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Eur J Pharm Sci. 2014 Jan 23;51:224-31. doi: 10.1016/j.ejps.2013.09.020. Epub 2013 Oct 3.

A dynamic system for the simulation of fasting luminal pH-gradients using hydrogen carbonate buffers for dissolution testing of ionisable compounds.

Author information

1
Physiolution GmbH, Walther-Rathenau-Straße 49 a, 17489 Greifswald, Germany. Electronic address: ggarbacz@physiolution.eu.

Abstract

The hydrogen carbonate buffer is considered as the most biorelevant buffer system for the simulation of intestinal conditions and covers the physiological pH range of the luminal fluids from pH 5.5 to about pH 8.4. The pH value of a hydrogen carbonate buffer is the result of a complex and dynamic interplay of the concentration of hydrogen carbonate ions, carbonic acid, the concentration of dissolved and solvated carbon dioxide and its partial pressure above the solution. The complex equilibrium between the different ions results in a thermodynamic instability of hydrogen carbonate solutions. In order to use hydrogen carbonate buffers with pH gradients in the physiological range and with the dynamics observed in vivo without changing the ionic strength of the solution, we developed a device (pHysio-grad®) that provides both acidification of the dissolution medium by microcomputer controlled carbon dioxide influx and alkalisation by degassing. This enables a continuous pH control and adjustment during dissolution of ionisable compounds. The results of the pH adjustment indicate that the system can compensate even rapid pH changes after addition of a basic or acidic moiety in amounts corresponding up to 90% of the overall buffer capacity. The results of the dissolution tests performed for a model formulation containing ionizable compounds (Nexium 20mg mups) indicate that both the simulated fasting intraluminal pH-profiles and the buffer species can significantly affect the dissolution process by changing the lag time prior to initial drug release and the release rate of the model compound. A prediction of the in vivo release behaviour of this formulation is thus most likely strongly related to the test conditions such as pH and buffer species.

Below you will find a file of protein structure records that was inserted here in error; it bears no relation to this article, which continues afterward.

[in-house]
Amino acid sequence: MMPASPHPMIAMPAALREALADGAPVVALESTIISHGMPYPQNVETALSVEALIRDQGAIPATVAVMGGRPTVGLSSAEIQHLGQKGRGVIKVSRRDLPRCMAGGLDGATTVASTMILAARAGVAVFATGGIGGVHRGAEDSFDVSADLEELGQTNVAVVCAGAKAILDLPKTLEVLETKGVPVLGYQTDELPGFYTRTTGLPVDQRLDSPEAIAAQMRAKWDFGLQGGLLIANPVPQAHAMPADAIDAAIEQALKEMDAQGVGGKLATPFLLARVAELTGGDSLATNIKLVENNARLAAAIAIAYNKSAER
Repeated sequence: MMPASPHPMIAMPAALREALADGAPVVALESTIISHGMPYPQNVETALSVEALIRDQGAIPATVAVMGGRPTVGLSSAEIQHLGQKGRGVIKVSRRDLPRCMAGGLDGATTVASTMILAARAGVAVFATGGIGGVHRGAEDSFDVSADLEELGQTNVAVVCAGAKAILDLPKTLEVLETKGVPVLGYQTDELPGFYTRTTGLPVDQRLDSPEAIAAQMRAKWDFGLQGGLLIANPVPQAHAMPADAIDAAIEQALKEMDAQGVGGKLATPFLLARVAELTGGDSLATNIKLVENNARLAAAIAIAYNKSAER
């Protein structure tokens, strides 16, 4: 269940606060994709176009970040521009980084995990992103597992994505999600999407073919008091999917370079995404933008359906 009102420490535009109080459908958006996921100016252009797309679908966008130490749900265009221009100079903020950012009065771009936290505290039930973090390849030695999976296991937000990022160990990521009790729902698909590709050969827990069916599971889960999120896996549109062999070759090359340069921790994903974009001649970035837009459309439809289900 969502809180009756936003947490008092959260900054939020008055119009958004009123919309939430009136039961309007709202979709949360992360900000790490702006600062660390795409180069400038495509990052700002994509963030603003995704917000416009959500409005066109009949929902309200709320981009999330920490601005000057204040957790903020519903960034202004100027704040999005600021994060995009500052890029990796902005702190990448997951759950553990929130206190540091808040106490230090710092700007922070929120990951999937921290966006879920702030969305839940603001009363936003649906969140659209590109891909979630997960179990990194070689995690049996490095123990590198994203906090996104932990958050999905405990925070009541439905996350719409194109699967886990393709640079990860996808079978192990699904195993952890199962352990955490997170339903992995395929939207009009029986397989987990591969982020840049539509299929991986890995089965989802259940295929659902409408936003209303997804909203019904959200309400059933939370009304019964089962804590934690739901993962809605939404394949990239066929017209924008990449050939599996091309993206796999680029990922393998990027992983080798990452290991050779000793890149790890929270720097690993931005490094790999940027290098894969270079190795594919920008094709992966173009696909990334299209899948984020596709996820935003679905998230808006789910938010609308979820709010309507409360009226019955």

KEYWORDS:

Bicarbonate media; Biorelevant dissolution; Hydrogen carbonate buffer; Modified release; Physiological buffers; pH gradient

PMID:
24095865
DOI:
10.1016/j.ejps.2013.09.020
[Indexed for MEDLINE]

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